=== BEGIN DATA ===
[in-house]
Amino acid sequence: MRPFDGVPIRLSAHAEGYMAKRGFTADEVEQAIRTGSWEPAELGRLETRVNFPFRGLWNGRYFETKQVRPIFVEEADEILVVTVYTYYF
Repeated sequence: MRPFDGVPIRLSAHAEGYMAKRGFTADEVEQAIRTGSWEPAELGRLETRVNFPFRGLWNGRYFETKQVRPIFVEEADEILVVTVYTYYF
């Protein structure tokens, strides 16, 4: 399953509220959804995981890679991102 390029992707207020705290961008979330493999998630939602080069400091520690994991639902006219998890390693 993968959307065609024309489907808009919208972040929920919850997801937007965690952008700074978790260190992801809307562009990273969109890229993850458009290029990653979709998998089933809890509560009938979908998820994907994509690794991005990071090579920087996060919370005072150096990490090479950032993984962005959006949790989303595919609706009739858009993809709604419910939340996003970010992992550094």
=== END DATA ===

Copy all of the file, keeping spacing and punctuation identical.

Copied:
[in-house]
Amino acid sequence: MRPFDGVPIRLSAHAEGYMAKRGFTADEVEQAIRTGSWEPAELGRLETRVNFPFRGLWNGRYFETKQVRPIFVEEADEILVVTVYTYYF
Repeated sequence: MRPFDGVPIRLSAHAEGYMAKRGFTADEVEQAIRTGSWEPAELGRLETRVNFPFRGLWNGRYFETKQVRPIFVEEADEILVVTVYTYYF
């Protein structure tokens, strides 16, 4: 399953509220959804995981890679991102 390029992707207020705290961008979330493999998630939602080069400091520690994991639902006219998890390693 993968959307065609024309489907808009919208972040929920919850997801937007965690952008700074978790260190992801809307562009990273969109890229993850458009290029990653979709998998089933809890509560009938979908998820994907994509690794991005990071090579920087996060919370005072150096990490090479950032993984962005959006949790989303595919609706009739858009993809709604419910939340996003970010992992550094």